Introduction of Planning
Planning is the primary function of management. Planning concentrates on setting and achieving objectives through optimum use of available resources. Planning is necessary for any organisation for its survival growth and prosperity under competitive and dynamic environment. Planning is a continuous process to keep organisation as a successful going concern,
In the words of:
Koontz and O’Donnel – “Planning is deciding in advance, what to do, how to do it, when to do it, and who is to do it. It bridges the gap from where we are to where we want to go.”
Allen – “Management planning involves the development of forecasts, objectives, policies programmes, procedures, schedules and budgets.”
Haynes and Massie - Planning is a decision making process of a special kind. It is an intellectual process in which creative thinking and imagination is essential.”
Alfred and Beatty - “Planning is the thinking process, the organized foresight, the vision based on fact and experience that is required for intelligent action.
Nature and Characteristics of Planning or Essentials of a good plan
a) Primacy of planning or primary function: .Planning is a primary function. That is, it is a primary requisite to the managerial functions of organising, staffing directing, motivating, coordinating, communicating and controlling. A manager must do planning before he can undertake the other managerial functions.
b) Goal-oriented or focus on objectives: Planning is goal-oriented. That is, planning is linked with certain goals or objectives. A plan starts with the setting of objectives; and then, develops policies, procedures, strategies, etc. to achieve the objectives.
c) Pervasiveness of planning: Planning pervades all levels of management. That is planning is done at all levels of .management. In other words, every manager, whether he is at the top, in the middle or at the bottom or organisational structure, plans.
d) Essentially a decision-making process: Planning is essentially a decision-making process, since it involves careful analysis of various alternative courses of action and choosing the best.
e) Integrated process: Planning is an integrated process. That is it facilitates and integrates all other functions of management.
f) Selective Process: Planning is a selective process. That is, it involves the selection of the best course of action after a careful analysis of the various alternative courses of action.
g) Flexible: Planning must be flexible. That is, generally, the process of pi3nning must be capable of being adapted to the changes in the environment. In fact, successful planning should be flexible.
h) Formation of premises: Planning requires the formation of premises (i.e., assumptions). It is only on the basis of premises or assumptions regarding the future (i.e., the future political, social and economic environments) that the plans will be ultimately formulated.
i) Directed towards efficiency: The main purpose of planning is to increase the efficiency of the enterprise. That means, planning is directed to wards efficiency.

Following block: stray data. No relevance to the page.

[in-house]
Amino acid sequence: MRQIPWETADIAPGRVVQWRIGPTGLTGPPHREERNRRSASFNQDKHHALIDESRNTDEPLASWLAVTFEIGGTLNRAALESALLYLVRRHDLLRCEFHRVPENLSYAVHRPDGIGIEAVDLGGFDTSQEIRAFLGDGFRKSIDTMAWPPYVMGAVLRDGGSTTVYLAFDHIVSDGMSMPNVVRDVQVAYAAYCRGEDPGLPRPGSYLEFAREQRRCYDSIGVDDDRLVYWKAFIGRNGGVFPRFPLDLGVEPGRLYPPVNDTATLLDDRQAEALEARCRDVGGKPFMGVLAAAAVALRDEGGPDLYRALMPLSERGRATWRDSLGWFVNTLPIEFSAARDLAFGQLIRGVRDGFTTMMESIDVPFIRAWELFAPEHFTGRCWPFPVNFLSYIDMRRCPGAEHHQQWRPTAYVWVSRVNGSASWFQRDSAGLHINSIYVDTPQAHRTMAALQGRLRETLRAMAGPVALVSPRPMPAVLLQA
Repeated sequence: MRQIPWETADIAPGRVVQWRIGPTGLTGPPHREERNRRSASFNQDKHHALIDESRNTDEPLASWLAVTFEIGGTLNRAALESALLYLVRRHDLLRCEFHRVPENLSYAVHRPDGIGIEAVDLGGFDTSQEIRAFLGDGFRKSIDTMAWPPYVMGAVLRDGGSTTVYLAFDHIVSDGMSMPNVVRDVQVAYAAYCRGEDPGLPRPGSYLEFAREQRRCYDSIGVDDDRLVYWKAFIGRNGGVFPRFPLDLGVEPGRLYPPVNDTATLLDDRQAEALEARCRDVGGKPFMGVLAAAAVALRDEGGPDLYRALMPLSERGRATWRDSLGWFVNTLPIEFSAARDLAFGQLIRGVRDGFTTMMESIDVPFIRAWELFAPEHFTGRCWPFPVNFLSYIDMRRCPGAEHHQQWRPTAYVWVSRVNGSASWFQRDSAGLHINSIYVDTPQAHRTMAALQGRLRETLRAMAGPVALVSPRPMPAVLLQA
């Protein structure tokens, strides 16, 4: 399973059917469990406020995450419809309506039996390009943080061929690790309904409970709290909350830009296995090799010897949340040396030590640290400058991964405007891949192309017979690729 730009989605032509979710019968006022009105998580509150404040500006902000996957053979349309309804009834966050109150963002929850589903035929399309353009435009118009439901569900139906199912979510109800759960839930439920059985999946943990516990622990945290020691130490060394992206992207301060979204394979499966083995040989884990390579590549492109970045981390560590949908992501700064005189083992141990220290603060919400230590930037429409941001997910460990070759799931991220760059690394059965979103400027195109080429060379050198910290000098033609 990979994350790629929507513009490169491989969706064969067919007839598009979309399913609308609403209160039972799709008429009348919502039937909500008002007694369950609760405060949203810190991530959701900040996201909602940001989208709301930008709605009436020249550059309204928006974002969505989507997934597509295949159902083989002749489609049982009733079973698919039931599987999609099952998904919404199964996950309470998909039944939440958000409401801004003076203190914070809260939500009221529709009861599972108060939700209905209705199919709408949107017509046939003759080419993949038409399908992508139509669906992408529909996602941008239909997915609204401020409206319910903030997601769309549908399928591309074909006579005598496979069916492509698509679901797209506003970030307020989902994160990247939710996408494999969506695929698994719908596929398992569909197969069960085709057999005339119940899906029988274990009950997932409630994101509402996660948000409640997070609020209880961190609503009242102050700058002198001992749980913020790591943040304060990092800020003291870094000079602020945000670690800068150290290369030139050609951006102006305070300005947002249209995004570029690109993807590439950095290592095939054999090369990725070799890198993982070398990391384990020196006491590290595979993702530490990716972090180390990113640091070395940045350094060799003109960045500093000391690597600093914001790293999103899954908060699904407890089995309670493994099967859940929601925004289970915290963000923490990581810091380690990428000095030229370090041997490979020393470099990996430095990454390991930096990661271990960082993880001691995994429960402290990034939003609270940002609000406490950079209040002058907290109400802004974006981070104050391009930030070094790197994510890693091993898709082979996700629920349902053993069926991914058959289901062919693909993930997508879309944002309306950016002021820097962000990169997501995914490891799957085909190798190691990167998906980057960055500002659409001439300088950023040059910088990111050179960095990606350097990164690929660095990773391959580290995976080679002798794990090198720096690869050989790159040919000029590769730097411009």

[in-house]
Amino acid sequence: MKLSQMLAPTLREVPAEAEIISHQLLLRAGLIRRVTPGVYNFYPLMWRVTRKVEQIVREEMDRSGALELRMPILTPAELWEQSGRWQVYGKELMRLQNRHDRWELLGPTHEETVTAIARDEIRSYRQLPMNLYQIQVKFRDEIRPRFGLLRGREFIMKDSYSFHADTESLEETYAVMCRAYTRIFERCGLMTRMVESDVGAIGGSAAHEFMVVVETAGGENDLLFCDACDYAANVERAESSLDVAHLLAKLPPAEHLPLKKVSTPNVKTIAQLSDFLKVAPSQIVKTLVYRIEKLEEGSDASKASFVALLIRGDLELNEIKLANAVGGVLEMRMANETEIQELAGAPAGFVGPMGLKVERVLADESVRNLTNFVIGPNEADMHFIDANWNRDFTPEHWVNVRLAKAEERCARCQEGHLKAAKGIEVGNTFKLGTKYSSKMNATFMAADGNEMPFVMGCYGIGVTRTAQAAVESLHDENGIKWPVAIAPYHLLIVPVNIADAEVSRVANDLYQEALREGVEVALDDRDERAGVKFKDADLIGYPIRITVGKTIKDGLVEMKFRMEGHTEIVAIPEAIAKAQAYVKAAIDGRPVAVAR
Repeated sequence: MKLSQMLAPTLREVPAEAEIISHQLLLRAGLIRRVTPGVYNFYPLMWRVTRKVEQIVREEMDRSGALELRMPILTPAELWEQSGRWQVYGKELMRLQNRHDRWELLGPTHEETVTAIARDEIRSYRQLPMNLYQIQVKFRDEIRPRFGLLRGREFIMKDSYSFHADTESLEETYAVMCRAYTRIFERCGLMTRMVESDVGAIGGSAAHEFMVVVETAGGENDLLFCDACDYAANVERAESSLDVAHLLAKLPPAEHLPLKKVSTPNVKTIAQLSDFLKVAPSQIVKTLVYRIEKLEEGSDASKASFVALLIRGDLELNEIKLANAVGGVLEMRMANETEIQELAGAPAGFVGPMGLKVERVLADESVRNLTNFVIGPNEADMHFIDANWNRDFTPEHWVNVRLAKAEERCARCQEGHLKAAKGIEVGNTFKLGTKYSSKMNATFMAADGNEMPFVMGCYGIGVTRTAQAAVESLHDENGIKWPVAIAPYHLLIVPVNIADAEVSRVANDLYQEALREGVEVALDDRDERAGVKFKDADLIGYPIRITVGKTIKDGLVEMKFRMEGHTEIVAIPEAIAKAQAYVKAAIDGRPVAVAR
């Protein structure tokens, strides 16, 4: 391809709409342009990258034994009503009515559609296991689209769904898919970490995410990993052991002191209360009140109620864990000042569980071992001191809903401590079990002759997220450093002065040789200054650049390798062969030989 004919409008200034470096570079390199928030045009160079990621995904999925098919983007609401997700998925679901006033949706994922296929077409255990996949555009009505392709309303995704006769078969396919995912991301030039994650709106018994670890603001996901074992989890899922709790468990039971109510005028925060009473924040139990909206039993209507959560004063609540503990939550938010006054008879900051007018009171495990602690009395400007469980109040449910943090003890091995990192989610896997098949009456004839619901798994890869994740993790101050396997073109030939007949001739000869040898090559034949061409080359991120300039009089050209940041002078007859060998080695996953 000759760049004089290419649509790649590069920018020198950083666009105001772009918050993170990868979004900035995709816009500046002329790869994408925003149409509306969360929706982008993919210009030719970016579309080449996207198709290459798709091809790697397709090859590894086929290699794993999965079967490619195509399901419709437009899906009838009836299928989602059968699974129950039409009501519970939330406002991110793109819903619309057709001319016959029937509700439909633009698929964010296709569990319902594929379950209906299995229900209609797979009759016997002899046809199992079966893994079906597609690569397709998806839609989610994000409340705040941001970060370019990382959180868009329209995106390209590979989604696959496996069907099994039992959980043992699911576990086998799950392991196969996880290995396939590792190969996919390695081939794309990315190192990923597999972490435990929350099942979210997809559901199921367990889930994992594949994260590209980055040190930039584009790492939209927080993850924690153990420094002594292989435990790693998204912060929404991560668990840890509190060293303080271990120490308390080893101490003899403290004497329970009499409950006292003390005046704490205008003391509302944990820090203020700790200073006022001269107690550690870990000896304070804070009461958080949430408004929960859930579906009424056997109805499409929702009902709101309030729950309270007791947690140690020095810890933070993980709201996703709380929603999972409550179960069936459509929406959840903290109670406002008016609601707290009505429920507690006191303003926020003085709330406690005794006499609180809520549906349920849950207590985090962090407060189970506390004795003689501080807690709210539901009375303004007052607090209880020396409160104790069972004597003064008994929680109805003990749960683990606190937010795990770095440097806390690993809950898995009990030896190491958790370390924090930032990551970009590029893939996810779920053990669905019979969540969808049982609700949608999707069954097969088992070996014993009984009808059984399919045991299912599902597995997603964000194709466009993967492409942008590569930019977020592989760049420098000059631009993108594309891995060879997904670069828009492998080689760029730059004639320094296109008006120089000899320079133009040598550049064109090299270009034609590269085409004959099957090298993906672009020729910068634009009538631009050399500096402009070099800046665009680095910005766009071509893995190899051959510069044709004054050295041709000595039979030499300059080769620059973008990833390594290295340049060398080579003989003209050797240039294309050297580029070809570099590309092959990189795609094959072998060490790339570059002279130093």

j) Continuous Process: Planning is a continuous process. That is, the management has to keep itself engaged in planning at the times because of the uncertainties of the future.
k) Planning and control are inseparable: Planning, which is looking ahead, and control, which Is looking back, are inseparable. They are the Siamese twins of management. Unplanned action cannot be controlled, for control involves keeping activities in course by correcting deviations from plans.
l) Future Oriented: Planning is future-oriented. 1ts essence is looking ahead. It is undertaken to handle future events effective and achieve some objectives in the future.
m) Action oriented: Planning is action-oriented. That is, planning should be undertaken in the light of organisational preferences. The course of action determined must be realistic. That is it should be neither impossible nor too easy to achieve.
n) Inter-dependent process: Planning is an inter-dependent process. It requires the Co-operation of the various sections and sub-sections of the organisation.
o) Involves participation: Planning involves the participation of all the managers as well as the subordinates. In the words of Koontz and O'Donnell, "Plans must be formulated in an atmosphere of close participation and high degree of concurrence".
p) A means and not an end: Planning is riot an end. It is only a means to achieve an end. i.e., the accomplishment of the pre-determined objectives or goals of the organisation.
Objectives of Planning
Planning in an organisation is essential for achieving the following objectives.
a) To reduce uncertainty about future conditions.
b) To promote co-ordination and co-operation among various activities of the organisation.
c) To achieve economy in operation through making optimum use of available resources.
d) To achieve predetermined objectives efficiently and effectively.
e) To enable the organisation to survive and grow under competitive and dynamic environment.
Importance and Advantages of Planning